Harvard Cheating Probe Under Way for About 125

While he wouldn’t discuss specifics, Jay Harris, dean of undergraduate education, said school officials believe that electronic communication was part of the apparent rule violations. Students who have been raised in the Internet age may view all kinds of media differently than past generations, he said.

About 125 Harvard University undergraduates are being investigated for cheating on a final exam earlier this year, the most widespread academic misconduct scandal known at the school, college officials said.

All of the students, who were in a class of more than 250, will face hearings before Harvard’s Administrative Board, Jay Harris, dean of undergraduate education at the Cambridge, Massachusetts-based school, said today in an interview.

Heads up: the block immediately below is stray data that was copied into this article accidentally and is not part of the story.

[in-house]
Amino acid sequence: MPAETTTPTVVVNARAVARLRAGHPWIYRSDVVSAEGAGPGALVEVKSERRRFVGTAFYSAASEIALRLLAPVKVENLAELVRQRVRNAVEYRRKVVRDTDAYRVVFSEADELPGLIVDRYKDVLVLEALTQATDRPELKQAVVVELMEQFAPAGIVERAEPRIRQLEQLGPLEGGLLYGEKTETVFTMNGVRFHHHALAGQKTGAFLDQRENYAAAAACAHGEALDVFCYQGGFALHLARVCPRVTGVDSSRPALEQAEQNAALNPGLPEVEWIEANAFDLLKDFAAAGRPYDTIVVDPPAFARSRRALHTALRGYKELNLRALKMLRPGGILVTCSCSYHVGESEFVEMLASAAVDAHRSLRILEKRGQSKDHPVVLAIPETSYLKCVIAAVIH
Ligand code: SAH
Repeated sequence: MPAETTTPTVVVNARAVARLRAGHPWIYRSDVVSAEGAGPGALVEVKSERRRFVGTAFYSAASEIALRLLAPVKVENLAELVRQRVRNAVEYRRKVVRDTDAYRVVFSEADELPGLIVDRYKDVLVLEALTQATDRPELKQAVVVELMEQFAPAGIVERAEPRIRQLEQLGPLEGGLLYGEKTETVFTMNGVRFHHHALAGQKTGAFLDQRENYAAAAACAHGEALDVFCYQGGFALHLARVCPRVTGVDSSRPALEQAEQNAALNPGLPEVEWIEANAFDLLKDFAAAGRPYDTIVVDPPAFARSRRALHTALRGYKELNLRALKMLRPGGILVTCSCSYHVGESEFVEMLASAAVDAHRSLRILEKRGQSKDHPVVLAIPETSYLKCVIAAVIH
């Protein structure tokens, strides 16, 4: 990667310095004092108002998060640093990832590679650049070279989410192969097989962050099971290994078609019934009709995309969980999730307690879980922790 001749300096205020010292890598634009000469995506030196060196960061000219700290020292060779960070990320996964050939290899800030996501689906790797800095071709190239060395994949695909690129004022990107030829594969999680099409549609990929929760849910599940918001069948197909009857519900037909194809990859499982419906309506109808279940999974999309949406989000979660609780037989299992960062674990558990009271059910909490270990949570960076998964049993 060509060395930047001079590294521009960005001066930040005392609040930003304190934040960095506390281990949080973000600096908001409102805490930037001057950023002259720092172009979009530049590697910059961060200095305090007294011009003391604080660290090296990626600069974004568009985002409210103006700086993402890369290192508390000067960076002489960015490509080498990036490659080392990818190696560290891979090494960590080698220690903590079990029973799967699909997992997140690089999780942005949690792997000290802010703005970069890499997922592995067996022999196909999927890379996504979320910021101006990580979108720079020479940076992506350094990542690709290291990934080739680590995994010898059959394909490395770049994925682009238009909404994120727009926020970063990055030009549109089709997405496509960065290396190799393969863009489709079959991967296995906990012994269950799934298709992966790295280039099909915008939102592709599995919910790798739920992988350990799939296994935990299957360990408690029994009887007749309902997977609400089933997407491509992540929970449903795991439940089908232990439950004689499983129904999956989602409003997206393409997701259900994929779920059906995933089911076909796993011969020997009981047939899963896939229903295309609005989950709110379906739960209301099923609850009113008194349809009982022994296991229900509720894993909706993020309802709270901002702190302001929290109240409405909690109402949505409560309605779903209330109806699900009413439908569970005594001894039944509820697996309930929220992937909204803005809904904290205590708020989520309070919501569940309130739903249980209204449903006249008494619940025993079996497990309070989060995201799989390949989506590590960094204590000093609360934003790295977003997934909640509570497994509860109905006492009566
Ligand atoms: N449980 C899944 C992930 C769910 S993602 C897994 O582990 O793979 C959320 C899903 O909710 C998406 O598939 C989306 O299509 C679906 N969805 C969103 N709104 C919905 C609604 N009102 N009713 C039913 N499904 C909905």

Harvard professors probed the incident with months of reading through the take-home exams beginning in May, Harris said. Students found to have violated university rules may be required to withdraw from school for a year, Harvard said in a statement.

“These allegations, if proven, represent totally unacceptable behavior that betrays the trust upon which intellectual inquiry at Harvard depends,” Harvard President Drew Faust said in a statement on the college’s website.

The Administrative Board’s actions are confidential, and Harvard won’t reveal the identity of the students or the name of the course, Harris said. Harvard is using the incident to increase student awareness of the importance of academic integrity, he said.


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